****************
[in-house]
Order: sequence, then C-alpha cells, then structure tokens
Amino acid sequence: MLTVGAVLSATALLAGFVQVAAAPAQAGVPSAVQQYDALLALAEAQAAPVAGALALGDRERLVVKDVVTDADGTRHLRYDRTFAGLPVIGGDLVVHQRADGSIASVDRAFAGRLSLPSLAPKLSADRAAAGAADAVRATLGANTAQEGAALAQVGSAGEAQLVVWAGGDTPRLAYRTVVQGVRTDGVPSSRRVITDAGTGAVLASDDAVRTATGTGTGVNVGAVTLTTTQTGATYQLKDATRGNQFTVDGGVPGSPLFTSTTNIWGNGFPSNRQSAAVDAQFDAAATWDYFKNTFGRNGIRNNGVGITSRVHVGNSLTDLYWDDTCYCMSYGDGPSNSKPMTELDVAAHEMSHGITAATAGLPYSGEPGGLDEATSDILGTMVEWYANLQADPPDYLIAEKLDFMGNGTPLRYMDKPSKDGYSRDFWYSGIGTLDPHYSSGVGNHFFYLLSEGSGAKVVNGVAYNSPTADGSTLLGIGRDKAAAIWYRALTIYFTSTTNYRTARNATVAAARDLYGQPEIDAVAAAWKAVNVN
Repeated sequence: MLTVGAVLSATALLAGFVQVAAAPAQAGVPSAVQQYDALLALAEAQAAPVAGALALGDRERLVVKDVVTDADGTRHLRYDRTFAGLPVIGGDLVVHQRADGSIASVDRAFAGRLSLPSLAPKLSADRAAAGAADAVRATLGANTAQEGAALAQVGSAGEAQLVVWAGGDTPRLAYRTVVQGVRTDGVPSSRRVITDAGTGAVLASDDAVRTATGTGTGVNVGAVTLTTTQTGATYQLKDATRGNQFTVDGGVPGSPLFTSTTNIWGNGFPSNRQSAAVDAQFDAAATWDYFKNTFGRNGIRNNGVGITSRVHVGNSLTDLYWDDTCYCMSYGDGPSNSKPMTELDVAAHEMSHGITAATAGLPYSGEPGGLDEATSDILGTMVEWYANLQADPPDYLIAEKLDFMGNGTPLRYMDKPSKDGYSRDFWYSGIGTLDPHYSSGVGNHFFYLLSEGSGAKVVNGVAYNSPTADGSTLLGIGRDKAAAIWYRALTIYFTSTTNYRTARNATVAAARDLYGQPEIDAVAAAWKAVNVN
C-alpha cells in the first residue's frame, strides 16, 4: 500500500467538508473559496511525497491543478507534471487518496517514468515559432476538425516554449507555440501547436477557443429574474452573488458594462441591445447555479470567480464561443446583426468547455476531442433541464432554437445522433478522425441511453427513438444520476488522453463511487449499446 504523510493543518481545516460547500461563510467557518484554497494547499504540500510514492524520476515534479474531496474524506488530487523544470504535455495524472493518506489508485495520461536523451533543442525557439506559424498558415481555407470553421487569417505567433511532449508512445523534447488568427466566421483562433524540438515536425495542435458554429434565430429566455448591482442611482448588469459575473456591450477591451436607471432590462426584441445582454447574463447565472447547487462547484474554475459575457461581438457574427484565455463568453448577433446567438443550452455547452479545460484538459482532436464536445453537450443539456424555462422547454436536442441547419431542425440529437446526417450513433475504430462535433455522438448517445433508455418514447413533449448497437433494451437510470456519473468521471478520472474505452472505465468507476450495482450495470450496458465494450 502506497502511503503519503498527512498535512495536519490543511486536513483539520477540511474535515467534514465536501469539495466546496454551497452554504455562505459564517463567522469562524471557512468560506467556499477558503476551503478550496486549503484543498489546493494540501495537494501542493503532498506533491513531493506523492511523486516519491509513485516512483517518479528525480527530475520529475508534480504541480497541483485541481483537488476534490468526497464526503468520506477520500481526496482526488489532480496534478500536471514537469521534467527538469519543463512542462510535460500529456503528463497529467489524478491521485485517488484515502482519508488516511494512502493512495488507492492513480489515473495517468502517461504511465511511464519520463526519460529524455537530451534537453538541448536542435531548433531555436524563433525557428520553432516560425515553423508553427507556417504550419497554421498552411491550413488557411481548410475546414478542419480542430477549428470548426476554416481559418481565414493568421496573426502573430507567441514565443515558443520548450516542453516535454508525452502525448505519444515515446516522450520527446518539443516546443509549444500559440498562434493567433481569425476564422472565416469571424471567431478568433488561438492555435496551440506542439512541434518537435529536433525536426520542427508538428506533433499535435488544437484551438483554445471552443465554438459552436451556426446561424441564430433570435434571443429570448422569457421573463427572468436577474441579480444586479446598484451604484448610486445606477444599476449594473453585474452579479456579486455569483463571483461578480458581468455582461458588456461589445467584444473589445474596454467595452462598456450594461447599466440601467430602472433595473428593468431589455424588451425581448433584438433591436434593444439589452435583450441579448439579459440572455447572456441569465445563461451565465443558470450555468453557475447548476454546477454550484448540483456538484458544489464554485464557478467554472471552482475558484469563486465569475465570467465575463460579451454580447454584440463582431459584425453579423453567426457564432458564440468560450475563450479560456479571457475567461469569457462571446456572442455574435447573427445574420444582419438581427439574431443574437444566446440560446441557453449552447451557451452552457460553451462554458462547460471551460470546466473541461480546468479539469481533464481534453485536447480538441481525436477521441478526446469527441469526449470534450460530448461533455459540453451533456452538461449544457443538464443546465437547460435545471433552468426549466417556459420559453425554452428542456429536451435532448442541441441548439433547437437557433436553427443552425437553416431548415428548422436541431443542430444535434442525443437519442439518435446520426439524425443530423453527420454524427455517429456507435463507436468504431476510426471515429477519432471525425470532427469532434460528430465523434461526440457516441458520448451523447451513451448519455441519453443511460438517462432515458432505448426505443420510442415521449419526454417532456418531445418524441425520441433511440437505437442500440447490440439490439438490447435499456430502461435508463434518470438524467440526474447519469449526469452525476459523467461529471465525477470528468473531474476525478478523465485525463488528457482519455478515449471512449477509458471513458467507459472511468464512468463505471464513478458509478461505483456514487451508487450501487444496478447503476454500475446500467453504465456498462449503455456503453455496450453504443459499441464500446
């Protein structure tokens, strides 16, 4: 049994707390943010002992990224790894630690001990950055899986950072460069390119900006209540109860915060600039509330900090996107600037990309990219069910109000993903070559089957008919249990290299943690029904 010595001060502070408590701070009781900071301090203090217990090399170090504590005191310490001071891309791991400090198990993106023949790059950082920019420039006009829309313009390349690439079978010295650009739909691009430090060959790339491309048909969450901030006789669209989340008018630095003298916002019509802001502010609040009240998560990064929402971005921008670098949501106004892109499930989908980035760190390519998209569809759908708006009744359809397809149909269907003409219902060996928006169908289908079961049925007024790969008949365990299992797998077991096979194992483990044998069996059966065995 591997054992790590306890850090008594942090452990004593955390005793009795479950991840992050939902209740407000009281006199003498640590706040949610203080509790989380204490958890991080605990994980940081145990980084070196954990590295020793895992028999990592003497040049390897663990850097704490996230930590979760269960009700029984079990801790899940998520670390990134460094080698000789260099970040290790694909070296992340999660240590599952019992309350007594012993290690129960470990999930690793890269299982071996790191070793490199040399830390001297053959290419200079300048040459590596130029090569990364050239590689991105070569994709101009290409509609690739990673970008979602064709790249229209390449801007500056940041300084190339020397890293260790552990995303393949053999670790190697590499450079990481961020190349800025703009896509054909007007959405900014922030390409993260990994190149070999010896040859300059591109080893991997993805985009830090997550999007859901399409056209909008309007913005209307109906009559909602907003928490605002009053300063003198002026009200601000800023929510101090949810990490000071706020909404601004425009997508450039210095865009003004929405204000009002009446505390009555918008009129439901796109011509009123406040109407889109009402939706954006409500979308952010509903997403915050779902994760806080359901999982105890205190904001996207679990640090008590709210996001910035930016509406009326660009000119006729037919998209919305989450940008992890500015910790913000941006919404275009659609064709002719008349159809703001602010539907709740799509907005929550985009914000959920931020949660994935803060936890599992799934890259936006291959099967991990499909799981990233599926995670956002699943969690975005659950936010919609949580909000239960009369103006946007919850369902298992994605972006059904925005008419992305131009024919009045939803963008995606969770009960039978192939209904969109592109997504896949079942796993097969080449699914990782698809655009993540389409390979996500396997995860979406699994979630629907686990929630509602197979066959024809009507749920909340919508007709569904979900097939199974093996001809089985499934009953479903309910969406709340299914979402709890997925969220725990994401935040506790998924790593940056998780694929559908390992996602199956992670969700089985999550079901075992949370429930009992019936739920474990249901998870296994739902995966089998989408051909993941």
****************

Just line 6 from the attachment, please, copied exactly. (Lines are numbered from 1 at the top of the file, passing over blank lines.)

């Protein structure tokens, strides 16, 4: 049994707390943010002992990224790894630690001990950055899986950072460069390119900006209540109860915060600039509330900090996107600037990309990219069910109000993903070559089957008919249990290299943690029904 010595001060502070408590701070009781900071301090203090217990090399170090504590005191310490001071891309791991400090198990993106023949790059950082920019420039006009829309313009390349690439079978010295650009739909691009430090060959790339491309048909969450901030006789669209989340008018630095003298916002019509802001502010609040009240998560990064929402971005921008670098949501106004892109499930989908980035760190390519998209569809759908708006009744359809397809149909269907003409219902060996928006169908289908079961049925007024790969008949365990299992797998077991096979194992483990044998069996059966065995 591997054992790590306890850090008594942090452990004593955390005793009795479950991840992050939902209740407000009281006199003498640590706040949610203080509790989380204490958890991080605990994980940081145990980084070196954990590295020793895992028999990592003497040049390897663990850097704490996230930590979760269960009700029984079990801790899940998520670390990134460094080698000789260099970040290790694909070296992340999660240590599952019992309350007594012993290690129960470990999930690793890269299982071996790191070793490199040399830390001297053959290419200079300048040459590596130029090569990364050239590689991105070569994709101009290409509609690739990673970008979602064709790249229209390449801007500056940041300084190339020397890293260790552990995303393949053999670790190697590499450079990481961020190349800025703009896509054909007007959405900014922030390409993260990994190149070999010896040859300059591109080893991997993805985009830090997550999007859901399409056209909008309007913005209307109906009559909602907003928490605002009053300063003198002026009200601000800023929510101090949810990490000071706020909404601004425009997508450039210095865009003004929405204000009002009446505390009555918008009129439901796109011509009123406040109407889109009402939706954006409500979308952010509903997403915050779902994760806080359901999982105890205190904001996207679990640090008590709210996001910035930016509406009326660009000119006729037919998209919305989450940008992890500015910790913000941006919404275009659609064709002719008349159809703001602010539907709740799509907005929550985009914000959920931020949660994935803060936890599992799934890259936006291959099967991990499909799981990233599926995670956002699943969690975005659950936010919609949580909000239960009369103006946007919850369902298992994605972006059904925005008419992305131009024919009045939803963008995606969770009960039978192939209904969109592109997504896949079942796993097969080449699914990782698809655009993540389409390979996500396997995860979406699994979630629907686990929630509602197979066959024809009507749920909340919508007709569904979900097939199974093996001809089985499934009953479903309910969406709340299914979402709890997925969220725990994401935040506790998924790593940056998780694929559908390992996602199956992670969700089985999550079901075992949370429930009992019936739920474990249901998870296994739902995966089998989408051909993941």